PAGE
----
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UNEP Report Highlights Environmental Legacy of the Lebanon Conflict

Demolition Waste, Damaged Water Infrastructure and Mined Agricultural Land Legacies of the Lebanon Conflict

Marine Environment Fares Better is Good News for Tourism and Fisheries

Berlin, 23 January 2007— Serious and in some cases widespread environmental challenges are confronting the Lebanese authorities as a result of the recent conflict, a report launched today by the United Nations Environment Programme (UNEP) says.

Many of the bombed and burnt out factories and industrial complexes including the Jiyeh power plant south of Beirut are contaminated with a variety of toxic and health hazardous substances.

Urgent action is needed to remove and safely dispose of such substances, which include ash and leaked chemicals amid concerns they represent a threat to water supplies and public health.

Dealing with and disposing of significant quantities of war-related debris, including health care and hospital waste represents a further and major environmental challenge.

The sheer scale of the debris is overwhelming existing municipal dump sites and waste management regimes, the team found.

The report also stresses the importance of rapidly removing unexploded cluster bombs, especially in the south of the country where large areas of economically important agricultural land have become” out of bounds” for farmers.

Wide-spread damage to Lebanon’s water supply and sewage networks also occurred as a result of the recent hostilities. Prior to the 34-day conflict, which took place between July and August 2006, the networks had been undergoing comprehensive upgrading and modernisation.

“These networks were extensively damaged in the conflict and hence present a risk of groundwater contamination and a potential public health hazard. Waste water management constitutes a major chronic environmental stress factor,” says the report, prepared by UNEP’s Post Conflict Branch.

On a more positive note, the report indicates that oil pollution to the marine environment has been largely contained and contamination levels appear to be generally typical of coastal areas of that part of the Mediterranean. This should be good news for the country’s economically important tourism and fisheries sectors.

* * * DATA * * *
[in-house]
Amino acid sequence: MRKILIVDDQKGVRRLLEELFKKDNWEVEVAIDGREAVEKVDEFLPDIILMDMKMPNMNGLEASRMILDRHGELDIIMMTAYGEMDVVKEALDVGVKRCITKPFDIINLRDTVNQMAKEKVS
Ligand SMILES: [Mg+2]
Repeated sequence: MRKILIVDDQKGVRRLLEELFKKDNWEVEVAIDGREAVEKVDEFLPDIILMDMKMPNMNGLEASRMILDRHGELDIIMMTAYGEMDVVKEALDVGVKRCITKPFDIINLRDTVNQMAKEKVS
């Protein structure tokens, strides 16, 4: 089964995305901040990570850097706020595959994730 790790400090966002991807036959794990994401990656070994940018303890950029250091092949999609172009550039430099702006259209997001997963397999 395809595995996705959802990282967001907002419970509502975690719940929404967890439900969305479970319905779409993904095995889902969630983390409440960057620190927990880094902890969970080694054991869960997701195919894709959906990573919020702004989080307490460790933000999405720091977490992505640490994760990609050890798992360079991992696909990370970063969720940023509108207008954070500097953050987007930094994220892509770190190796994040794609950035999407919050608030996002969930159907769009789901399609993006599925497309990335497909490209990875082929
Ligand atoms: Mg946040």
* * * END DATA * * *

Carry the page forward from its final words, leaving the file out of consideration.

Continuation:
A further positive finding, particularly in the light of various high profile media reports, come from studies in Beirut and southern Lebanon of sites struck by munitions. Detailed field tests and analysis of samples at laboratories in Europe have found no evidence that the missiles used contained depleted uranium or another kind of radioactive material.

Achim Steiner, UN Under-Secretary General and UNEP Executive Director, said: “This post conflict assessment was carried out at the request of the Lebanese authorities following the cessation of hostilities in mid August last year”.


“The report provides a comprehensive picture of the outstanding environmental problems facing the Lebanon and its people. Some of these, like war-related debris, cluster bombs on farmland, toxic waste—the result of bomb damage and fires at industrial facilities—and the wide-spread damage to water and sewage systems require urgent remedial action.

“Others are more long-term in nature including the necessity for systematic monitoring of the health of local populations, and the environment, in certain key locations,” he said.

“There is also good news with the marine environment appearing to have largely escaped serious long term damage linked with the oil spill from the Jiyeh power plant. I can only praise the international emergency response effort-- involving the Lebanese authorities, governments in the Mediterranean and elsewhere, the European Commission, IUCN, local NGOs and the UN--, for moving as quickly as the difficult circumstances permitted to tackle the spill at the time,” said Mr Steiner.

“I sincerely hope that this study and report, generously supported by the governments of Germany, Norway and Switzerland, will have a positive and lasting impact on the lives of the Lebanese people by galvanizing the international community, including those attending a Lebanon reconstruction meeting in Paris in two days time, to factor the environment into their plans for Lebanon,” said Mr Steiner.

Highlights from the Post Conflict Assessment of the Lebanon

The conflict in Lebanon and in Israel began on 12 July 2006 and ended on 14 August with the conclusion of a ceasefire under UN Security Council Resolution 1701. Close to 1,200 people were reportedly killed and over 4,400 injured. More than 900,000 people in Lebanon fled their homes.

There was widespread destruction of roads and more than 100 bridges and overpasses. Beirut airport and seaports were bombed and an estimated 30,000 housing units destroyed or badly damaged.

The results of today’s report are based on a field assessment by 12 environmental experts carried out between late September and mid-October following a request from the Lebanese Minister of the Environment.

The team were accompanied by 15 Lebanese environment ministry staff and volunteers and a scientist from the Lebanese Atomic Energy Agency. They visited over a hundred carefully selected sites.

Samples of soil, surface and ground water, dust, ash, seawater, sediment and molluscs like oysters were collected.

These were sent twice a week to specialist laboratories in Sweden, Switzerland and the United Kingdom. Duplicate samples were made available to the Lebanese authorities.

Short, medium and long-term measures have been drawn up for each of the sites covering issues such as waste removal, decontamination and environmental monitoring.

The Jiyeh Thermal Power Plant and other Industrial Facilities

The power plant, located 30km south of Beirut, was never far from the headlines after fuel tanks were bombed in mid-July releasing as much as 15,000 tons of fuel oil into the local and marine environment. The oil spill affected 150km of the Lebanese coastline as well as parts of Syria’s coast.